Wolves in Westchester

A wolf howls in the autumn morning, and is joined by three other voices. It could be Alaska, but instead it’s tony Westchester County in the suburbs of New York City, where no wolves have lived for more than a century. These wolves aren’t wild; they’re residents of the Wolf Conservation Center (WCC).

WCC is tucked away at the end of a dirt road on 26 acres of deciduous forest and wetlands. The center, operating out of a donated trailer and decorated with near-life size cutouts of top predators, opened in 1999 with a mission to promote wolf conservation through education.

Programs typically begin with a 45-minute multimedia presentation to separate the facts from folklore. Barry Braeden, educator and wolf caretaker, always has a specific goal for the educational programs. "We want visitors to leave here with four messages," he says. "Wolves in the wild are not dangerous, wolves play a vital role in the ecosystem, wolves are not pets and saving the world is the daily responsibility of all of us."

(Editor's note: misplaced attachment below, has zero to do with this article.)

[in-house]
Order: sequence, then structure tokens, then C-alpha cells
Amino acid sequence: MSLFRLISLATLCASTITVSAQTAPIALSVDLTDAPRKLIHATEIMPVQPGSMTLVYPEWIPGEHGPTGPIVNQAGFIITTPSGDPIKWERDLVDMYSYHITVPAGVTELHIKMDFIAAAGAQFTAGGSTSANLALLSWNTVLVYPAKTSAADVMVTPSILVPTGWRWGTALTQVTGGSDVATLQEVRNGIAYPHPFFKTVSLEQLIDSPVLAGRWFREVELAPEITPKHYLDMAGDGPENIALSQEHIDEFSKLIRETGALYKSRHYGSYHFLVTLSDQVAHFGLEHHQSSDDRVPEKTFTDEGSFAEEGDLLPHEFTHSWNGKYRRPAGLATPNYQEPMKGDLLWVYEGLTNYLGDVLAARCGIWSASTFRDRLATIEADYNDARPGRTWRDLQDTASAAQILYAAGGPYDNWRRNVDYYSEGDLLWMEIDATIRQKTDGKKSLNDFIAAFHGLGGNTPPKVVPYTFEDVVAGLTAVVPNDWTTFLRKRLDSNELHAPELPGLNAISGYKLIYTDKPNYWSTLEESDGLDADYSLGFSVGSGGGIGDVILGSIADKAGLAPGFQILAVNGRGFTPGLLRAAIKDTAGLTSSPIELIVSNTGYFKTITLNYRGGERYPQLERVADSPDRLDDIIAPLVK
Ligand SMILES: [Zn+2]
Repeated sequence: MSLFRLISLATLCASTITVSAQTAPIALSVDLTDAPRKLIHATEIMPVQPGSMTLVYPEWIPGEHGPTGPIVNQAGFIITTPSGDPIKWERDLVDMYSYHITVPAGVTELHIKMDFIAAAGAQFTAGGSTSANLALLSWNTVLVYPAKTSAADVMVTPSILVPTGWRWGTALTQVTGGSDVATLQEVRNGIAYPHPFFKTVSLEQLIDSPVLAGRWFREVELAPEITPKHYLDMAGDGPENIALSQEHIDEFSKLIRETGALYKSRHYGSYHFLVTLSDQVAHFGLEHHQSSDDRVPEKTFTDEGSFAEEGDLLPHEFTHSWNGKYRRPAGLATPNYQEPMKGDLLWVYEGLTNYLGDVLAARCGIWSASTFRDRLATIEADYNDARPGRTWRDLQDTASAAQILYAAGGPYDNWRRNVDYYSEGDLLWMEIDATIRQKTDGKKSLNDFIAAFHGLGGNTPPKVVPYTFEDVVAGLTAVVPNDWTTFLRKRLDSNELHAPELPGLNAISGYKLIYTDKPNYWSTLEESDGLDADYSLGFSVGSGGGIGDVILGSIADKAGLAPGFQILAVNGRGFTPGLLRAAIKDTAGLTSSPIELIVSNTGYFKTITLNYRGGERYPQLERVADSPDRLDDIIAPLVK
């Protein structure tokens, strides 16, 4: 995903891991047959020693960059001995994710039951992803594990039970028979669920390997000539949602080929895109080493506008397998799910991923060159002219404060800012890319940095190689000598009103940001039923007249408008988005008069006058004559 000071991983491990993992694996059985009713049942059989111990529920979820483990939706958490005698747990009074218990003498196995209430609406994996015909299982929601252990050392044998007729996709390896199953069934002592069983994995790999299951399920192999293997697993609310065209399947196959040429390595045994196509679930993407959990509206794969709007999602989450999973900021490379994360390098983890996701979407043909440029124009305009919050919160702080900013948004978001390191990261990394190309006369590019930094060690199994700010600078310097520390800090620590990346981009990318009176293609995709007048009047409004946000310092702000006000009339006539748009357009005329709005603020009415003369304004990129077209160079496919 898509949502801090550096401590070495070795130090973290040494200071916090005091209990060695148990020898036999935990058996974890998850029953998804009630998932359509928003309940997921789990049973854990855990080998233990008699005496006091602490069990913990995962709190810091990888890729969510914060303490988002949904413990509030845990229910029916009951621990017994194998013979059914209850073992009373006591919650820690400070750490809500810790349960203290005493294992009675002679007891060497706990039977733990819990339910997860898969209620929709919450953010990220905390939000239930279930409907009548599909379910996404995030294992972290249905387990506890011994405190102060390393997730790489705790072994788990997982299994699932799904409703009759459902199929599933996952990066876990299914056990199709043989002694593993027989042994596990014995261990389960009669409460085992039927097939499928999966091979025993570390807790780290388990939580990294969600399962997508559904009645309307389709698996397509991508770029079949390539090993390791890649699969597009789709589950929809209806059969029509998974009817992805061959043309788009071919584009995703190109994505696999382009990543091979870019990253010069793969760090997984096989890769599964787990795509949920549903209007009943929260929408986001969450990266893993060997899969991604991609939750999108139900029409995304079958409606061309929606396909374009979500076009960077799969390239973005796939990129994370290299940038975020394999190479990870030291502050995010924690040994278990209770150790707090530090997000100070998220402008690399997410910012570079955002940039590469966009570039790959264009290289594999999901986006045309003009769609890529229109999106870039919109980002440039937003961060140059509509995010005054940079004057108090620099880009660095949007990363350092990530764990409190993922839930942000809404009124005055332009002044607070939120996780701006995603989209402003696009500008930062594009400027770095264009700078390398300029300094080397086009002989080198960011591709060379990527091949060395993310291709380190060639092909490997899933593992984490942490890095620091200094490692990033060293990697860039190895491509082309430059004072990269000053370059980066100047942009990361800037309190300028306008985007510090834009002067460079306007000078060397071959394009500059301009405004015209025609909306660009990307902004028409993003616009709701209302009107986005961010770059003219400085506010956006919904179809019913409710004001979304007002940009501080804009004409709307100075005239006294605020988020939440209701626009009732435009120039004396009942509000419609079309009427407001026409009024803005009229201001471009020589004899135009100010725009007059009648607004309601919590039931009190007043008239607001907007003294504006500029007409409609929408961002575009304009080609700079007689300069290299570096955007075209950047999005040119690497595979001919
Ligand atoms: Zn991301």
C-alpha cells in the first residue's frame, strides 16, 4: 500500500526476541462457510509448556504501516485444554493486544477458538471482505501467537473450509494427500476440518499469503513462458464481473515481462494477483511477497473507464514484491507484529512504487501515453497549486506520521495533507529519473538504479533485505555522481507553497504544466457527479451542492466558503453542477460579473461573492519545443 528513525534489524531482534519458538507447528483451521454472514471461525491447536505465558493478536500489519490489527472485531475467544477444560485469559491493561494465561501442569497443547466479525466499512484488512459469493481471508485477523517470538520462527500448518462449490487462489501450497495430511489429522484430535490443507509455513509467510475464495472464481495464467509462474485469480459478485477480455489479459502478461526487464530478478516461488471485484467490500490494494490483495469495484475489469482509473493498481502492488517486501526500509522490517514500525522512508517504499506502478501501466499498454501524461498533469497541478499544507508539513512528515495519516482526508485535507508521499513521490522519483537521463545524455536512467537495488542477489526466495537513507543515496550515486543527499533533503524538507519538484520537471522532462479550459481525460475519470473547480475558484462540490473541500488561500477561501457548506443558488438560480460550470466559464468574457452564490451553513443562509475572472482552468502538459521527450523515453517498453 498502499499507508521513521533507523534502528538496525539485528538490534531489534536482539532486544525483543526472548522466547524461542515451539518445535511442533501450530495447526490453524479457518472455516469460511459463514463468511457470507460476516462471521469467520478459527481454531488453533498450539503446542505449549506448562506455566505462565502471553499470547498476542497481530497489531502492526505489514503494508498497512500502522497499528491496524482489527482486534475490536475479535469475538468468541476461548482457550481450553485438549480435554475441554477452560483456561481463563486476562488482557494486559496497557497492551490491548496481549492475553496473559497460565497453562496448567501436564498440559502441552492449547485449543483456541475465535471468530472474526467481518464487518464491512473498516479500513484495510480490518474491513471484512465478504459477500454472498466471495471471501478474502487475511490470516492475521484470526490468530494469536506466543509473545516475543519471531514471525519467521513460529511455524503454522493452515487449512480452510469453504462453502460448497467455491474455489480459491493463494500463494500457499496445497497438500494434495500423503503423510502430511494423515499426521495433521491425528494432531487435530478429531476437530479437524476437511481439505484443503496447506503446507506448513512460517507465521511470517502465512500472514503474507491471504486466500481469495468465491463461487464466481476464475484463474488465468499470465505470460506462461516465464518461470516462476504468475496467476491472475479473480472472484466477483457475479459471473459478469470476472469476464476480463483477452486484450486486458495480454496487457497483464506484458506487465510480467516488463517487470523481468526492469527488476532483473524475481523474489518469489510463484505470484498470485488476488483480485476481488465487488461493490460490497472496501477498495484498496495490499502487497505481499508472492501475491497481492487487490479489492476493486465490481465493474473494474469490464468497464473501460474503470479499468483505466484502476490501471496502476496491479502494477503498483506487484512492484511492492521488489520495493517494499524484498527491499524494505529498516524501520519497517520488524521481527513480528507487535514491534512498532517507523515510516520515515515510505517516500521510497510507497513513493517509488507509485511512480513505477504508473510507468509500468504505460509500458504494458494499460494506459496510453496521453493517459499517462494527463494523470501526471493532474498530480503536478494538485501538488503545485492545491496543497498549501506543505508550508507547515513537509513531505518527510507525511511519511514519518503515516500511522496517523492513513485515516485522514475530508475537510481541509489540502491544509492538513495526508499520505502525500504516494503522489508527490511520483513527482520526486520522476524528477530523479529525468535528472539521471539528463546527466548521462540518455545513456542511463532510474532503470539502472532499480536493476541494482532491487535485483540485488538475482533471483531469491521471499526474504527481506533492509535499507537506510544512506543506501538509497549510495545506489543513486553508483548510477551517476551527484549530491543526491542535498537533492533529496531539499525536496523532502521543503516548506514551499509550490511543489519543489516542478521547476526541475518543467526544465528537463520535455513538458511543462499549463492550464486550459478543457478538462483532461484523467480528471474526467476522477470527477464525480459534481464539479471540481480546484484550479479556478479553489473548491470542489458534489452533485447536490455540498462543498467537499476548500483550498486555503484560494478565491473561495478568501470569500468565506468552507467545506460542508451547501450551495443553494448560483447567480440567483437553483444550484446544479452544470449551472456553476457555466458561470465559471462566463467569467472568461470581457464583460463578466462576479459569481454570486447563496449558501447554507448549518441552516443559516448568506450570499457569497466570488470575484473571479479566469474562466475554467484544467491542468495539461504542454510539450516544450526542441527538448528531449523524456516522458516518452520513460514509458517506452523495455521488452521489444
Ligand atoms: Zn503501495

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New York"s Wolf Conservation Center is home to four gray wolves (including Atka, shown here) and three endangered Mexican wolves.© J. Henry Fair

Visitors also have the rare opportunity to view the wolves" natural behavior as they stake out territory in their two-acre enclosure. Although the four gray wolves in residence were born and raised in captivity, they are not tame and observers can clearly see them act out their natural hierarchy.

The center has recently expanded its mission to include a role as a foster home. The new arrivals are three Mexican gray wolves, easily distinguished from their relatives by their smaller size and different coloring. While gray wolves of other regions have recently been downlisted to threatened under the Endangered Species Act, the subspecies Mexican wolf is still listed as endangered. Only 43 roam the wilds of New Mexico and Arizona.

The new arrivals are being raised in seclusion, away from visitors, for release into the wild as part of the U.S. Fish and Wildlife Service’s Mexican Wolf Recovery Project. "We’re very hands-off with them," says Braeden. "We don’t want them to associate food with people."

WCC plans to expand its educational and reintroduction work. It recently helped to buy and protect 111 acres of wetlands adjacent to the center, 11 of which will be used for the Mexican Wolf Recovery Project. WCC sees protecting wolves as part of the larger effort to preserve entire ecosystems. "Wolves are an umbrella species," says Braeden. Without key predators, he adds, prey populations grow beyond the ecosystem’s carrying capacity and the entire food chain becomes unbalanced. To explain its work, WCC often provides an apt quote from Henry David Thoreau: "In wilderness is the preservation of the world."